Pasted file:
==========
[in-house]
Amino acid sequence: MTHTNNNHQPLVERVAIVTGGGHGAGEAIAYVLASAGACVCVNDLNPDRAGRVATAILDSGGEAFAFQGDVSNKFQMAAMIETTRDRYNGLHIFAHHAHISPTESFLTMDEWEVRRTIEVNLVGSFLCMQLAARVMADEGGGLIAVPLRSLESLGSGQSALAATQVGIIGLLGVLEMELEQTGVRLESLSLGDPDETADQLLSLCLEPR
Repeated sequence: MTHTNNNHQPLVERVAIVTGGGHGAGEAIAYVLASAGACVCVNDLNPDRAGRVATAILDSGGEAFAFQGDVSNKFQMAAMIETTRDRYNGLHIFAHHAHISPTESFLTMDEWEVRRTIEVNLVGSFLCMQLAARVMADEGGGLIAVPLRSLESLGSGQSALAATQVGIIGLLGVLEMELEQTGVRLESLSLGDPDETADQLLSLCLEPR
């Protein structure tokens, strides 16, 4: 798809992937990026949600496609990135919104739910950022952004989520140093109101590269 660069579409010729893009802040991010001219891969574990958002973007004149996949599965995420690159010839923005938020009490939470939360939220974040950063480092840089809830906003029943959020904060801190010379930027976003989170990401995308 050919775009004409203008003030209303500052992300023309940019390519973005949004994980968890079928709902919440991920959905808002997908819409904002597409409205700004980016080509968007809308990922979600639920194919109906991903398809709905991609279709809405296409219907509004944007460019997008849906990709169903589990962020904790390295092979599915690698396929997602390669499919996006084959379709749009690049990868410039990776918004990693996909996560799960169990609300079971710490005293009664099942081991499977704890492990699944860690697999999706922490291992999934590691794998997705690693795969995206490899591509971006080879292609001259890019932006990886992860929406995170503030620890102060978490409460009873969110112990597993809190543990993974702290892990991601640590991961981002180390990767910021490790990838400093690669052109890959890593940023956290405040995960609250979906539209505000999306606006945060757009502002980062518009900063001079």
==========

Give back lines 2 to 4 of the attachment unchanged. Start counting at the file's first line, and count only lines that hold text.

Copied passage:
Amino acid sequence: MTHTNNNHQPLVERVAIVTGGGHGAGEAIAYVLASAGACVCVNDLNPDRAGRVATAILDSGGEAFAFQGDVSNKFQMAAMIETTRDRYNGLHIFAHHAHISPTESFLTMDEWEVRRTIEVNLVGSFLCMQLAARVMADEGGGLIAVPLRSLESLGSGQSALAATQVGIIGLLGVLEMELEQTGVRLESLSLGDPDETADQLLSLCLEPR
Repeated sequence: MTHTNNNHQPLVERVAIVTGGGHGAGEAIAYVLASAGACVCVNDLNPDRAGRVATAILDSGGEAFAFQGDVSNKFQMAAMIETTRDRYNGLHIFAHHAHISPTESFLTMDEWEVRRTIEVNLVGSFLCMQLAARVMADEGGGLIAVPLRSLESLGSGQSALAATQVGIIGLLGVLEMELEQTGVRLESLSLGDPDETADQLLSLCLEPR
């Protein structure tokens, strides 16, 4: 798809992937990026949600496609990135919104739910950022952004989520140093109101590269 660069579409010729893009802040991010001219891969574990958002973007004149996949599965995420690159010839923005938020009490939470939360939220974040950063480092840089809830906003029943959020904060801190010379930027976003989170990401995308 050919775009004409203008003030209303500052992300023309940019390519973005949004994980968890079928709902919440991920959905808002997908819409904002597409409205700004980016080509968007809308990922979600639920194919109906991903398809709905991609279709809405296409219907509004944007460019997008849906990709169903589990962020904790390295092979599915690698396929997602390669499919996006084959379709749009690049990868410039990776918004990693996909996560799960169990609300079971710490005293009664099942081991499977704890492990699944860690697999999706922490291992999934590691794998997705690693795969995206490899591509971006080879292609001259890019932006990886992860929406995170503030620890102060978490409460009873969110112990597993809190543990993974702290892990991601640590991961981002180390990767910021490790990838400093690669052109890959890593940023956290405040995960609250979906539209505000999306606006945060757009502002980062518009900063001079």